A collision of the Information Age and our collective unconscious has helped comedians write jokes, Hallmark create greeting cards and made memes an ever present reality. We all want some sort of assurance that we’re not alone in or crazy for noticing a different aspect of a familiar scenario.
We all have shared observations that we sometimes don’t even know we have.
Even when our thoughts and opinions of a person, place or thing seem especially weird or nuanced, almost invariably, someone else has made the very same observation.
The need to define phenomena of our times has also inspired this ostensibly handy reference guide to help coin occurrences, conditions and other ephemera that are “becoming a thing.”
Neologisms are ever-present — from Sniglets to Douglas Coupland’s Generation X to Urban Dictionary — and continues to be done, but like birdwatching, some hobbies provide contentment and transcendence despite increased participation.
Emotionary has already accomplished a good chunk of what I had hoped to by coining phenomena that occur in human verbal and non-verbal interactions. Come to think of it, there should be a word for that feeling you get when you’ve come up with a good idea and realize you not only the first to come up with it, but someone has already capitalized on it.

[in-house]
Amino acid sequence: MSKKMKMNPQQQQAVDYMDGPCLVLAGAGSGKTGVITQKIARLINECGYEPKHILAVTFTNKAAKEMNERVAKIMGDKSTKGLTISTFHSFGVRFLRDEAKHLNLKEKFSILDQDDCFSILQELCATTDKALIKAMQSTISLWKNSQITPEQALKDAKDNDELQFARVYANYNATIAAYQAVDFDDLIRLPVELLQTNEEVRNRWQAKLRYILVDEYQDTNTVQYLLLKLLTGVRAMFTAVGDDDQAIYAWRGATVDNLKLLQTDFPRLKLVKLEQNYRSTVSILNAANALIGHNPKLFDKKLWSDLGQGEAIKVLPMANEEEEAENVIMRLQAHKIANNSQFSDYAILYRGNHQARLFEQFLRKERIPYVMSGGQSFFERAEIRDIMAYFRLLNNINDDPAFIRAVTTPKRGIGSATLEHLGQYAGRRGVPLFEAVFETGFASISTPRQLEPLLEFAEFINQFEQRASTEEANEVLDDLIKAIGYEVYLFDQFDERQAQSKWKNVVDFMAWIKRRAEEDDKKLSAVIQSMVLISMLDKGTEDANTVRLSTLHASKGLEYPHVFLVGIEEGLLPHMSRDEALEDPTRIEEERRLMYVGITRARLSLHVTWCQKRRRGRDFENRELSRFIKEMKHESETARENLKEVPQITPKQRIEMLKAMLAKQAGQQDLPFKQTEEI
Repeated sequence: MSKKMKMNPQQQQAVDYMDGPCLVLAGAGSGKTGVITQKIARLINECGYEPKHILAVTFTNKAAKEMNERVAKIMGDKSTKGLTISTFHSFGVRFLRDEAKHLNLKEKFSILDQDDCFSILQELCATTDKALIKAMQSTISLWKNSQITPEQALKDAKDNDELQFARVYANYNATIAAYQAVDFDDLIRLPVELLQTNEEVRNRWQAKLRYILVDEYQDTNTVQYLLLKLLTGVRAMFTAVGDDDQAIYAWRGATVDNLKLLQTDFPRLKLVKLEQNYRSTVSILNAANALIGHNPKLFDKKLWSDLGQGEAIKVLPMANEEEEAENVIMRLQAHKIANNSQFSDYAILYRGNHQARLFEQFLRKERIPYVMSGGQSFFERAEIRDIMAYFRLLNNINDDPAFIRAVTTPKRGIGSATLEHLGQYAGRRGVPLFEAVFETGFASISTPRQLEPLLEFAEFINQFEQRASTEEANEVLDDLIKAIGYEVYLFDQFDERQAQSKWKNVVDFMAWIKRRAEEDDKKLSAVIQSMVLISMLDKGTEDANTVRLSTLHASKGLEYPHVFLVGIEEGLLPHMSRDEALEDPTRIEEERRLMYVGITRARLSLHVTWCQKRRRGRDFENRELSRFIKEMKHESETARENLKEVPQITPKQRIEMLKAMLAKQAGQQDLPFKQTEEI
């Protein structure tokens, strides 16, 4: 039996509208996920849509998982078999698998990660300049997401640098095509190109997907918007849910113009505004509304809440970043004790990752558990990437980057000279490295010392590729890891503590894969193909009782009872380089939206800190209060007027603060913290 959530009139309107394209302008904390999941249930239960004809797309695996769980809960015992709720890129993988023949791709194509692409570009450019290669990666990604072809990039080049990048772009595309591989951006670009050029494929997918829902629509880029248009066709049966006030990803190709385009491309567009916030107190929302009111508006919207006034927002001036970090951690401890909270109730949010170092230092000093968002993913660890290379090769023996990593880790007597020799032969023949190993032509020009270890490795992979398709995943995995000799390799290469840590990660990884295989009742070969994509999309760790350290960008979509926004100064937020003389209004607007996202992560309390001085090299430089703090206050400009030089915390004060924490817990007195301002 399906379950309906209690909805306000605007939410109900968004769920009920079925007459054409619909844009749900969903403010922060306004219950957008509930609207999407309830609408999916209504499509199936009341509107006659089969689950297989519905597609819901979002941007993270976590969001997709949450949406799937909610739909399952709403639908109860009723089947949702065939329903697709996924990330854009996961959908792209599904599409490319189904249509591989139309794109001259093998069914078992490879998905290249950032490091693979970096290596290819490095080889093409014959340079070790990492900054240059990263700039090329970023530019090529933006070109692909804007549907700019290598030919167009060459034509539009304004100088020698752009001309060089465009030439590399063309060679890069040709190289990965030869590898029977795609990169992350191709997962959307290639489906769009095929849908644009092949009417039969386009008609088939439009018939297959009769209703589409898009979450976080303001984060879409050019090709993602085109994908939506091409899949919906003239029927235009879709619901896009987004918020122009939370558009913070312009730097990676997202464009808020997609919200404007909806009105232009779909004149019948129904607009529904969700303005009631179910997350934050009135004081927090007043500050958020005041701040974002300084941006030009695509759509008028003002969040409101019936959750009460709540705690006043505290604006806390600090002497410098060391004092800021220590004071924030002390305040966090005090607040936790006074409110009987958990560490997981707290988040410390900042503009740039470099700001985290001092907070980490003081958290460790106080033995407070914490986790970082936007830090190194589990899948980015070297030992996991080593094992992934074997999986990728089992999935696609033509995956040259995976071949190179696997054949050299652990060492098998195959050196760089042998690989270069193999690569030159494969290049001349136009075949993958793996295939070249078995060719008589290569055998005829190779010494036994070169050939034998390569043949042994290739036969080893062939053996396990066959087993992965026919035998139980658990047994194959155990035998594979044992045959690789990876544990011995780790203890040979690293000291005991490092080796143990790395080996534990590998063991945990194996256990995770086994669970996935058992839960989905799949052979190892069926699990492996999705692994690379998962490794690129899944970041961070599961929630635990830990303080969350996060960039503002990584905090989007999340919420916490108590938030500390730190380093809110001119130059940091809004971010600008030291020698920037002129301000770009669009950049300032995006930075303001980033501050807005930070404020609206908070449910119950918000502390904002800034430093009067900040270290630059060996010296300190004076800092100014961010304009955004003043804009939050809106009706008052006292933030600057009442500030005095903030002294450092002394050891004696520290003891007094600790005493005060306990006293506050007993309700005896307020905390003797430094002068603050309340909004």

How about this: conceptiam — concept + iam, the Latin word for already.
In the future, I’d like to see a full-blown. instantaneous Internet search engine that you helps you find new words for ideas. It could be powered by by neologists across the nation and around the world.
For now, may this little pocket reference strike a chord, call out ridiculous rituals, demystify trends and, hopefully, help us all share a laugh.
Look out for new phrases each week updated in this blog.
Expresidentia when a U.S. president, no matter how loved or loathed, becomes more liked overall after his tenure as Commander and Chief.
Continue reading “Conceptiams: neologisms that define our times, ed. 1”